Word Police  

Posted by Benjie in

In keeping with the original spirit of this series, I bring you the term “apart”. This is a great word, but typists have allowed themselves to become lazy in its use. Time and again, the speaker/writer forgets to proofread and ends up saying something they hadn’t intended at all.

The most common misstep with this term is when people are invited to participate in some activity or event: “Come, be a part of our reading group.”

When we leave the space out our invitation actually asks people to separate themselves from the group: “. . . be apart of our group.”

The difference the space makes says so much. Apart means to separate or pull one side away from another: “Joe and Sue have been apart for far too long.” Or “Do you like to eat pull-apart bread.”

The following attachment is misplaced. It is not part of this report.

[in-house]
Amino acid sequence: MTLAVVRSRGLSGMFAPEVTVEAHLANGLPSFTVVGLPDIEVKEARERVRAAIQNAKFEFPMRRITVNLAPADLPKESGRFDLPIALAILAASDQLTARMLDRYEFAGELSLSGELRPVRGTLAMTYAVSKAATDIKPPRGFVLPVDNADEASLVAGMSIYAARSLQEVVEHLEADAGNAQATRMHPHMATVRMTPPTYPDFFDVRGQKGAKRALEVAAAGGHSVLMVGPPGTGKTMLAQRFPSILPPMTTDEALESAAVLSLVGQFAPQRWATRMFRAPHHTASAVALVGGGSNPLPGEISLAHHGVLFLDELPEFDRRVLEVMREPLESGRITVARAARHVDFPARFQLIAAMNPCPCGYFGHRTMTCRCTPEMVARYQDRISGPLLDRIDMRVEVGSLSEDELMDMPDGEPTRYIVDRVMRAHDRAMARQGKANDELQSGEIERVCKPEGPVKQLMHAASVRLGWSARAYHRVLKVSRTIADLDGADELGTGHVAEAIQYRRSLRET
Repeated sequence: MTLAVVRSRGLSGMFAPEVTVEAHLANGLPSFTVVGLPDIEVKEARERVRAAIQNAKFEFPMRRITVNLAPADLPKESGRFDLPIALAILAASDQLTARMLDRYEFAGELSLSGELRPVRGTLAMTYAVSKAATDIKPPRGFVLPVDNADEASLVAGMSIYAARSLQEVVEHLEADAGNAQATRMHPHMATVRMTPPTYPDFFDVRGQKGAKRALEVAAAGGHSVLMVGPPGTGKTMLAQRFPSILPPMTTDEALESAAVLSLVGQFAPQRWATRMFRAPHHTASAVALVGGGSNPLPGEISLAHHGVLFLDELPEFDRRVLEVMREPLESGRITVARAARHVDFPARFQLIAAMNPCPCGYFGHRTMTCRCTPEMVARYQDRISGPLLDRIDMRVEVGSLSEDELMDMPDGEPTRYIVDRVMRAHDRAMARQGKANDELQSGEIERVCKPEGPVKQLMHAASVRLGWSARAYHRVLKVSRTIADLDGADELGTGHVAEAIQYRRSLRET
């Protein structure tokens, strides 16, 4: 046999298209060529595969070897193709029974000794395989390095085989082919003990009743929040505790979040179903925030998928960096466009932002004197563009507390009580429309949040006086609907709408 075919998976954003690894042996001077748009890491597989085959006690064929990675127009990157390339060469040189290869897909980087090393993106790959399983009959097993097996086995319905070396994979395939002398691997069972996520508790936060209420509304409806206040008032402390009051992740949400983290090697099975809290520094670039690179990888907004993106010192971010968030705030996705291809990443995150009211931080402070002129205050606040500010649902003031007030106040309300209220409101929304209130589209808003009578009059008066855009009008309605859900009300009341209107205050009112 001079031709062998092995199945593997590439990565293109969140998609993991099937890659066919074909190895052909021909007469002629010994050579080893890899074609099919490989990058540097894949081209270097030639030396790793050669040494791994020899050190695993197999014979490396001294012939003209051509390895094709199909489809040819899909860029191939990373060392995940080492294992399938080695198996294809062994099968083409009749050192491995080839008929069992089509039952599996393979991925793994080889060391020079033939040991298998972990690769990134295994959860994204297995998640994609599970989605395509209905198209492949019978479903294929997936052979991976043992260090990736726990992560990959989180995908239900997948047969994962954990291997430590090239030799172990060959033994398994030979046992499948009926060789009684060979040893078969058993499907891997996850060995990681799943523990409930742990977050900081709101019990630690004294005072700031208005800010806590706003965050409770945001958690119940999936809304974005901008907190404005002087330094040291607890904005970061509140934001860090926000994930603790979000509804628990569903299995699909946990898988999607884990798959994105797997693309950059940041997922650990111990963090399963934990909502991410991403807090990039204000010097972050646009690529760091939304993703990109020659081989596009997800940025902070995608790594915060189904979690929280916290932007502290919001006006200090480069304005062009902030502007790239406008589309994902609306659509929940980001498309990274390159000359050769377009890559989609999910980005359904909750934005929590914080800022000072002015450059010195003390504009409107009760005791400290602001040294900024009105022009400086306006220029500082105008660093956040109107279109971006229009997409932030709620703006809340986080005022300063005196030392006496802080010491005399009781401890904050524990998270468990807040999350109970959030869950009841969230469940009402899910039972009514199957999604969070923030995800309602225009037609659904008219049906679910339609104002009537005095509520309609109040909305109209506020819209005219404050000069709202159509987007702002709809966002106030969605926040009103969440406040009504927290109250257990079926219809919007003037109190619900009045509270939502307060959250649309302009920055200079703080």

When you desire to say that someone or something is participating, you should use the two word phrase “a part”: “Joe was a part of the cooking class at Sue’s house.”

Granted this use advocating participation sounds rather colloquial when we leave out the adjectives (“he was a vital part”), but then that would keep us from misusing the term apart altogether, now wouldn’t it?

This entry was posted on 14 December 2007 at 6:15 AM and is filed under . You can follow any responses to this entry through the comments feed .

1 Reader Response(s)

Hi Benjie! Just checking out your blog, since you were so kind as to check out mine! Have a great day!

9:12 PM

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